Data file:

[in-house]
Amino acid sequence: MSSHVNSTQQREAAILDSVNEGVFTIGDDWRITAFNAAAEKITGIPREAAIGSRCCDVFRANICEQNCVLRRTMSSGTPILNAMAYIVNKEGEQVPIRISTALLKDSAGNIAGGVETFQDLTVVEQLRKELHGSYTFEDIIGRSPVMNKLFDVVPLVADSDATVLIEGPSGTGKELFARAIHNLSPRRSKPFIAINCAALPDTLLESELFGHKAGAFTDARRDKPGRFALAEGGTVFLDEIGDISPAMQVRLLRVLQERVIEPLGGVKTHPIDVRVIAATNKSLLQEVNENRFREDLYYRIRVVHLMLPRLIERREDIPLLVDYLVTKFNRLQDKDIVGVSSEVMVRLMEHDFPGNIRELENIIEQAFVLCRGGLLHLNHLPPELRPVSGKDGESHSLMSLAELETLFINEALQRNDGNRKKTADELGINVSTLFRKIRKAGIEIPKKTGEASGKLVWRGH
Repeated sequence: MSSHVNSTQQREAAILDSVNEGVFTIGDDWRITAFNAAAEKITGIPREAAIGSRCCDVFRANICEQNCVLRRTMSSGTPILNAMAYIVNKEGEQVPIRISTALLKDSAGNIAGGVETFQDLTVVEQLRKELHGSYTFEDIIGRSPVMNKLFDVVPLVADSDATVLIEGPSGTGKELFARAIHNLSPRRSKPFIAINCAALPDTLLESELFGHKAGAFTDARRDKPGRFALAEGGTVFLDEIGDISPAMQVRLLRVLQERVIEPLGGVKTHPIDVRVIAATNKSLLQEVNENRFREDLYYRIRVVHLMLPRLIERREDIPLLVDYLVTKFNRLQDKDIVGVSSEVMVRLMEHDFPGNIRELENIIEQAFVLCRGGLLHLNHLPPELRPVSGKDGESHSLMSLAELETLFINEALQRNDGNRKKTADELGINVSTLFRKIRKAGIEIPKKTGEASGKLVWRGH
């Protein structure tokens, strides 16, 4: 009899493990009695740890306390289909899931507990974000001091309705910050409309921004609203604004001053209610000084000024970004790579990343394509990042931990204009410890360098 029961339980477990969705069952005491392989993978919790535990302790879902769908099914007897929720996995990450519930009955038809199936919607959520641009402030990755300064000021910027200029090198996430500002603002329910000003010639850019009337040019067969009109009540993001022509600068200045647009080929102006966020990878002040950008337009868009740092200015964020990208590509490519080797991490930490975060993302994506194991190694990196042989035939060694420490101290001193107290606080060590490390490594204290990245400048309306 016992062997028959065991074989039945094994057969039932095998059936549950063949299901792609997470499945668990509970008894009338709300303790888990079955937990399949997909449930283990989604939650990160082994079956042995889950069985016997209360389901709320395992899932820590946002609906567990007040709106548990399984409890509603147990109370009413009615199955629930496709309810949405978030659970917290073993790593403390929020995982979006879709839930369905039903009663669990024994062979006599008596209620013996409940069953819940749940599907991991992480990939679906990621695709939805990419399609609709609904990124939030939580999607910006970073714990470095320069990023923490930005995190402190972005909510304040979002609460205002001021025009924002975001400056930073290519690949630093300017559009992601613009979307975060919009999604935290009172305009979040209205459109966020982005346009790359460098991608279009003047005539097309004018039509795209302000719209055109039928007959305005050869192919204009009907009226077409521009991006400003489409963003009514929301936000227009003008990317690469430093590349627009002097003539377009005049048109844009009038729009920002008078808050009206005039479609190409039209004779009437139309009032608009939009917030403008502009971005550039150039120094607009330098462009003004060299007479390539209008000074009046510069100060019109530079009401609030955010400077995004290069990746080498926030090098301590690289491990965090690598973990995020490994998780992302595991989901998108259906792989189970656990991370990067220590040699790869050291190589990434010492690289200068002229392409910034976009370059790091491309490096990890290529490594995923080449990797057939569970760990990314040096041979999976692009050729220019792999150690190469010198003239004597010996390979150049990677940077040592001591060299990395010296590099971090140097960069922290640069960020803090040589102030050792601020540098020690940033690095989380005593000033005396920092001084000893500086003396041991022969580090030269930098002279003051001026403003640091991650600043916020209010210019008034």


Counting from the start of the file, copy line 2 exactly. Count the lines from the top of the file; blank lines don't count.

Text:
Amino acid sequence: MSSHVNSTQQREAAILDSVNEGVFTIGDDWRITAFNAAAEKITGIPREAAIGSRCCDVFRANICEQNCVLRRTMSSGTPILNAMAYIVNKEGEQVPIRISTALLKDSAGNIAGGVETFQDLTVVEQLRKELHGSYTFEDIIGRSPVMNKLFDVVPLVADSDATVLIEGPSGTGKELFARAIHNLSPRRSKPFIAINCAALPDTLLESELFGHKAGAFTDARRDKPGRFALAEGGTVFLDEIGDISPAMQVRLLRVLQERVIEPLGGVKTHPIDVRVIAATNKSLLQEVNENRFREDLYYRIRVVHLMLPRLIERREDIPLLVDYLVTKFNRLQDKDIVGVSSEVMVRLMEHDFPGNIRELENIIEQAFVLCRGGLLHLNHLPPELRPVSGKDGESHSLMSLAELETLFINEALQRNDGNRKKTADELGINVSTLFRKIRKAGIEIPKKTGEASGKLVWRGH